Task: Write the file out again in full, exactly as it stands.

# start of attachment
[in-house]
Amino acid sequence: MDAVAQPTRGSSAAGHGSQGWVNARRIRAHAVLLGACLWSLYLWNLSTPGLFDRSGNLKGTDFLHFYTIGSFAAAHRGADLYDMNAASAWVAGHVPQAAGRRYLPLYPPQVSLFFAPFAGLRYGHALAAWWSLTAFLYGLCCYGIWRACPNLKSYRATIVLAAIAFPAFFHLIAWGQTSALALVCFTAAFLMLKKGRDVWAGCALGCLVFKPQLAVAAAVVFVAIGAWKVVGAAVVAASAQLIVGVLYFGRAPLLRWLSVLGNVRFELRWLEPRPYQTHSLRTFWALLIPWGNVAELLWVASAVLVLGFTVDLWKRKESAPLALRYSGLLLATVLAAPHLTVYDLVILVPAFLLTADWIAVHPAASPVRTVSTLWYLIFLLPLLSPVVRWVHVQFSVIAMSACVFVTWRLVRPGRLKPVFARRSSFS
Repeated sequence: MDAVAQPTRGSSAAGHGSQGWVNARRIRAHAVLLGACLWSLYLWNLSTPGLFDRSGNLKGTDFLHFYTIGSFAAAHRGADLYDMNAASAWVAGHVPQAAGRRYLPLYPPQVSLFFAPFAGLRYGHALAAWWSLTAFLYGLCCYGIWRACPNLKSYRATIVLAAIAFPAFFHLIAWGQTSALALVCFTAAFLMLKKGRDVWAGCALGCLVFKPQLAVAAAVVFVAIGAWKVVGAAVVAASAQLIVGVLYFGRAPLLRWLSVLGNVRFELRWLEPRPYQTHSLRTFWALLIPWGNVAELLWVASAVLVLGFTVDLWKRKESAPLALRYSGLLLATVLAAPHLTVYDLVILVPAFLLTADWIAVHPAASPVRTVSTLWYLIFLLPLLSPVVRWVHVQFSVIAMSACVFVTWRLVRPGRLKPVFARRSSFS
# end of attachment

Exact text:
[in-house]
Amino acid sequence: MDAVAQPTRGSSAAGHGSQGWVNARRIRAHAVLLGACLWSLYLWNLSTPGLFDRSGNLKGTDFLHFYTIGSFAAAHRGADLYDMNAASAWVAGHVPQAAGRRYLPLYPPQVSLFFAPFAGLRYGHALAAWWSLTAFLYGLCCYGIWRACPNLKSYRATIVLAAIAFPAFFHLIAWGQTSALALVCFTAAFLMLKKGRDVWAGCALGCLVFKPQLAVAAAVVFVAIGAWKVVGAAVVAASAQLIVGVLYFGRAPLLRWLSVLGNVRFELRWLEPRPYQTHSLRTFWALLIPWGNVAELLWVASAVLVLGFTVDLWKRKESAPLALRYSGLLLATVLAAPHLTVYDLVILVPAFLLTADWIAVHPAASPVRTVSTLWYLIFLLPLLSPVVRWVHVQFSVIAMSACVFVTWRLVRPGRLKPVFARRSSFS
Repeated sequence: MDAVAQPTRGSSAAGHGSQGWVNARRIRAHAVLLGACLWSLYLWNLSTPGLFDRSGNLKGTDFLHFYTIGSFAAAHRGADLYDMNAASAWVAGHVPQAAGRRYLPLYPPQVSLFFAPFAGLRYGHALAAWWSLTAFLYGLCCYGIWRACPNLKSYRATIVLAAIAFPAFFHLIAWGQTSALALVCFTAAFLMLKKGRDVWAGCALGCLVFKPQLAVAAAVVFVAIGAWKVVGAAVVAASAQLIVGVLYFGRAPLLRWLSVLGNVRFELRWLEPRPYQTHSLRTFWALLIPWGNVAELLWVASAVLVLGFTVDLWKRKESAPLALRYSGLLLATVLAAPHLTVYDLVILVPAFLLTADWIAVHPAASPVRTVSTLWYLIFLLPLLSPVVRWVHVQFSVIAMSACVFVTWRLVRPGRLKPVFARRSSFS